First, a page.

• 3 years ago

No, it's not your imagination and neither is it a bug. It depends on how many moves are made in the game before the timeout. I can't remember exactly but I believe you need to have made at least 4 or 5 moves for the rating to change...

So, obviously your rating won't change if your opponent times out without any moves for example.

• 3 years ago

That's a good question. Recently, I've been noticing that my rating hasn't been changing when certain opponents timeout. I don't know if it's something to do with timeouts not counting if the opponent is still at the "Unrated" stage or whether it's a bug or whether it's just my imagination.

• 3 years ago

Will a win by checkmate increase my rating more than a win because my opponent runs out of time?

• 3 years ago

That's impossible.

• 3 years ago

I won a game and lost 300 elo is this a bug?

• 3 years ago

One problem with the rating system is this: I often sit in the evening playing online chess in the bar drinking beer. At the beginning of the evening I will probably be playing close to my best. By the end of the evening I will be making the most elementary blunders!

• 3 years ago

What is the calculation at the begining which came to 150?

• 3 years ago

I just read the glicko system article and can see why it would be difficult to do by hand!

• 3 years ago

I don't understand any rating system and I don't want to.  I just want to know that there is one and that everyone I am playing is on the same rating system.  I wish this site used a system that was more used world wide, but it sounds like this one may end up being one that is.  I haven't played very many games here, but my rating is around what it was on another site where I played many games.  In a nutshell, if you beat someone that sucks its not as big a win as it you beat someone good, and vice verse with losses.  Having the same number of points for a winning game is rather stupid, since beating someone better should be worth more than beating a lesser player.  After all, you don't get the same sense of accomplishment when you beat a 3 year old in a foot race (assuming your at least a teenager or adult) versus beating a current Olympic Gold Medalist Sprinter.  If you do you are quite sad.  ENJOY CHESS!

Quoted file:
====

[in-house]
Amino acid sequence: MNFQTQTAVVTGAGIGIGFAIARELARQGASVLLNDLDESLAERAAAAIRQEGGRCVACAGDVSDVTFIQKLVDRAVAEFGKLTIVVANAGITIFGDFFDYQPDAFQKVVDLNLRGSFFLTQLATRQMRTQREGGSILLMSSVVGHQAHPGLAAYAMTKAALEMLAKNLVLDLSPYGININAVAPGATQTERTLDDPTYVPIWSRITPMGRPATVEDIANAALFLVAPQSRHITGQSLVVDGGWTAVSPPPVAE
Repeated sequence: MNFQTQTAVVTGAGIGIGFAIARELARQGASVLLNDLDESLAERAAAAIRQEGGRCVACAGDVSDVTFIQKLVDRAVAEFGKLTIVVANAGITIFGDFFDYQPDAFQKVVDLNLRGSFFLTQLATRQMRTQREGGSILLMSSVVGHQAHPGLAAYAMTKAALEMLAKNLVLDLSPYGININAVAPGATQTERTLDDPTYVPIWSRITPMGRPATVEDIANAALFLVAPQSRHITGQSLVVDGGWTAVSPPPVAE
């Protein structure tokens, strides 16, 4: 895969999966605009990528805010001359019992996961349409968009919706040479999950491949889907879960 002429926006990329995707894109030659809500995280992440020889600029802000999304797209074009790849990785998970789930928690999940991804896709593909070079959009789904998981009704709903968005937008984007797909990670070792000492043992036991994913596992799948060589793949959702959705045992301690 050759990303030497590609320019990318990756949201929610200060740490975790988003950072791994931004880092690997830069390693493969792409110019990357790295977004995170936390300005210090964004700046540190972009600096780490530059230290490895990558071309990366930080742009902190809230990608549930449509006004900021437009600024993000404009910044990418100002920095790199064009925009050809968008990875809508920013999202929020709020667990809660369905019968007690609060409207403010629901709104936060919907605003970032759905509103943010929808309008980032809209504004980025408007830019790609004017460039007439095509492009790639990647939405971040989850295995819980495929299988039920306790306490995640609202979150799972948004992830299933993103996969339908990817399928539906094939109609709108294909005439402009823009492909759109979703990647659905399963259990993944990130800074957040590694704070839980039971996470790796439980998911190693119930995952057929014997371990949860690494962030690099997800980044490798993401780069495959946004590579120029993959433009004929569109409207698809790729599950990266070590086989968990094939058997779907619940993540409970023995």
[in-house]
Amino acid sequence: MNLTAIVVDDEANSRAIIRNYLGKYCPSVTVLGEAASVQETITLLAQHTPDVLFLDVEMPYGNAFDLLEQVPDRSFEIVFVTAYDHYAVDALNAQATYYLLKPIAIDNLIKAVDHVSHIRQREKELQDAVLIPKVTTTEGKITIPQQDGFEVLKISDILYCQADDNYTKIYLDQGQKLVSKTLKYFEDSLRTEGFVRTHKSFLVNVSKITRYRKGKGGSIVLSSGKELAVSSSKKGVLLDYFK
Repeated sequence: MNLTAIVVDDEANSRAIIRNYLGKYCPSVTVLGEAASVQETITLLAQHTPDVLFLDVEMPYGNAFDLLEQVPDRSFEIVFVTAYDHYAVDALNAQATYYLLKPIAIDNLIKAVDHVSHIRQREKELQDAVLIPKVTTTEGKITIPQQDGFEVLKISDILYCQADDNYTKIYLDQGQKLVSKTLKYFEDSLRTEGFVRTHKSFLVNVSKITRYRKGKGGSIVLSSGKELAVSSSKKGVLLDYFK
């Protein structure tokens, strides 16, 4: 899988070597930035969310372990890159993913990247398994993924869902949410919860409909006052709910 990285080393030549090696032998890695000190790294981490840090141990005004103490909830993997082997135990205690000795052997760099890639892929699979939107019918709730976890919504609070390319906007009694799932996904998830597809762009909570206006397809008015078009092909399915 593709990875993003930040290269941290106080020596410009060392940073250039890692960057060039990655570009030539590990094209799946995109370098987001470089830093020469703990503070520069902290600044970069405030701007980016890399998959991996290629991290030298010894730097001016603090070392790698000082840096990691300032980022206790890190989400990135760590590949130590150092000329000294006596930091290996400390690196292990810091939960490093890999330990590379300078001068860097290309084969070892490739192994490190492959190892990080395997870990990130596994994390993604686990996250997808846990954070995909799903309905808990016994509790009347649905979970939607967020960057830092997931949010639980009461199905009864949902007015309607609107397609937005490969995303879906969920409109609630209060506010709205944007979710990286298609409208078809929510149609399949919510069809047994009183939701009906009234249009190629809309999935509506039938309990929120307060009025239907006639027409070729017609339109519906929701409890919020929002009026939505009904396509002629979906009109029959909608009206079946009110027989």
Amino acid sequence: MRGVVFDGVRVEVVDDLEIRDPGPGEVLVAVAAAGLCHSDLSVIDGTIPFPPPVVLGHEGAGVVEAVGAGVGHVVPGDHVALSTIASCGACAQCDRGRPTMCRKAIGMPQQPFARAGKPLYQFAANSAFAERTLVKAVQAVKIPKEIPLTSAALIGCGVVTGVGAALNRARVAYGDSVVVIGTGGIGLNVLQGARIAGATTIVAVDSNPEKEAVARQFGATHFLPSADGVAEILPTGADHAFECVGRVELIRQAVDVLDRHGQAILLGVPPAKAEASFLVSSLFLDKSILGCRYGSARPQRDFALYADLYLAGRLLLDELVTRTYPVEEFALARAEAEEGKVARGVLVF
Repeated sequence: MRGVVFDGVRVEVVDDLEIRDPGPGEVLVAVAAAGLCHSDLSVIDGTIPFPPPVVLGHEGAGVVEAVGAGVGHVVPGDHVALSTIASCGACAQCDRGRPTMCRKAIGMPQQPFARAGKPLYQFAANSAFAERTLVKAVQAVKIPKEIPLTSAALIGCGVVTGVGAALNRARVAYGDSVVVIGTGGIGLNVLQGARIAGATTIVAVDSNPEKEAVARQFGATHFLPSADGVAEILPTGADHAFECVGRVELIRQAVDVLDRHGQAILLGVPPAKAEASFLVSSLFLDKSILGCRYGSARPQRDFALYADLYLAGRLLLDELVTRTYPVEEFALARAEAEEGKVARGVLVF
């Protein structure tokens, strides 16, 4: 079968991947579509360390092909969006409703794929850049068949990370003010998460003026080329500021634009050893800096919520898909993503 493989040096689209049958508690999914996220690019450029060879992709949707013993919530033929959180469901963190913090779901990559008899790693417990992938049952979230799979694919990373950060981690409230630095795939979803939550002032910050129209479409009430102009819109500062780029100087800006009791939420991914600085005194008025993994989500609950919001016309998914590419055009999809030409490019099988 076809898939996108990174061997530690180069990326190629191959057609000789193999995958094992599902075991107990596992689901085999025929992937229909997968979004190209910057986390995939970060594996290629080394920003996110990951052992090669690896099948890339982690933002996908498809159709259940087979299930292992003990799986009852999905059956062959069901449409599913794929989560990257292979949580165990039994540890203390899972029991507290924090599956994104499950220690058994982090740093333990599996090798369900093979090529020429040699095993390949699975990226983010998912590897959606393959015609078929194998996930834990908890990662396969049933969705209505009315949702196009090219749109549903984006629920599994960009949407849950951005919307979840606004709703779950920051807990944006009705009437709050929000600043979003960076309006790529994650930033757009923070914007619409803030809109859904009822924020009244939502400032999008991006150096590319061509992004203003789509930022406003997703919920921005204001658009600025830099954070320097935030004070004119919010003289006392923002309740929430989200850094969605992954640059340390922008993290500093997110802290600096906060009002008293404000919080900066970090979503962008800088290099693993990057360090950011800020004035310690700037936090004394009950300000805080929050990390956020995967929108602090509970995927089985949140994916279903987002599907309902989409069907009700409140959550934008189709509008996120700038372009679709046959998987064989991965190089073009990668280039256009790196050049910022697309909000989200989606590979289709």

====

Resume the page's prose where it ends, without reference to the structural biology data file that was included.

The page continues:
• 3 years ago

@ krunalgohil19 okay..i will try that..cheers ! :)

• 3 years ago

@nen:go to live chess

• 3 years ago
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• 3 years ago

Thanks CharlesRoberson , I just checked rated and unrated games, most were unrated, so I know now why my rating was not moving.

Thanks a lot for the answer.

• 3 years ago

black-horseltu,

sounds like you play some rated games and some unrated games. check the details in your game archive: home->game archive.

• 3 years ago

My rating is not moving. Currently I won few games and lost one. Apparently loss was counted and wins no!!! What is going on?

• 3 years ago

What you mean jajr??

• 3 years ago

why my rating don"tmove?

• 3 years ago

@jhorlock:yeah......i understand......thanks......